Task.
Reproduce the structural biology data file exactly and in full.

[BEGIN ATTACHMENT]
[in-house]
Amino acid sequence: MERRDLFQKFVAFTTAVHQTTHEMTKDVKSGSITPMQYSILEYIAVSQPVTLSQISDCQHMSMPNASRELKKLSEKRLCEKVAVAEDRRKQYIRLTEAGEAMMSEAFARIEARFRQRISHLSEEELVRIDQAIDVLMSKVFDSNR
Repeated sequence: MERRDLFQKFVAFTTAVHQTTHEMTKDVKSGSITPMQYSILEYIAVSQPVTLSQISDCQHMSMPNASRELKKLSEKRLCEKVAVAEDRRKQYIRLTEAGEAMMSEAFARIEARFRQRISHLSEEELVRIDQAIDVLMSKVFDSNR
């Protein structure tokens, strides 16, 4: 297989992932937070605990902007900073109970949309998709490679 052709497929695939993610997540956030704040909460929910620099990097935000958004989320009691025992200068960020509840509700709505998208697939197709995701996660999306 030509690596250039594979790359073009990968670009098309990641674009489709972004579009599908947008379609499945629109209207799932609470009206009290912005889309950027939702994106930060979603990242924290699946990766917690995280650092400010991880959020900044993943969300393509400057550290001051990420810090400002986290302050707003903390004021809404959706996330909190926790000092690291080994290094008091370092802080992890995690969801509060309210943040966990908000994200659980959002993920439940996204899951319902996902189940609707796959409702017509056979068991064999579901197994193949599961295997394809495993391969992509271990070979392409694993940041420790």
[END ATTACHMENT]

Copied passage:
[in-house]
Amino acid sequence: MERRDLFQKFVAFTTAVHQTTHEMTKDVKSGSITPMQYSILEYIAVSQPVTLSQISDCQHMSMPNASRELKKLSEKRLCEKVAVAEDRRKQYIRLTEAGEAMMSEAFARIEARFRQRISHLSEEELVRIDQAIDVLMSKVFDSNR
Repeated sequence: MERRDLFQKFVAFTTAVHQTTHEMTKDVKSGSITPMQYSILEYIAVSQPVTLSQISDCQHMSMPNASRELKKLSEKRLCEKVAVAEDRRKQYIRLTEAGEAMMSEAFARIEARFRQRISHLSEEELVRIDQAIDVLMSKVFDSNR
């Protein structure tokens, strides 16, 4: 297989992932937070605990902007900073109970949309998709490679 052709497929695939993610997540956030704040909460929910620099990097935000958004989320009691025992200068960020509840509700709505998208697939197709995701996660999306 030509690596250039594979790359073009990968670009098309990641674009489709972004579009599908947008379609499945629109209207799932609470009206009290912005889309950027939702994106930060979603990242924290699946990766917690995280650092400010991880959020900044993943969300393509400057550290001051990420810090400002986290302050707003903390004021809404959706996330909190926790000092690291080994290094008091370092802080992890995690969801509060309210943040966990908000994200659980959002993920439940996204899951319902996902189940609707796959409702017509056979068991064999579901197994193949599961295997394809495993391969992509271990070979392409694993940041420790």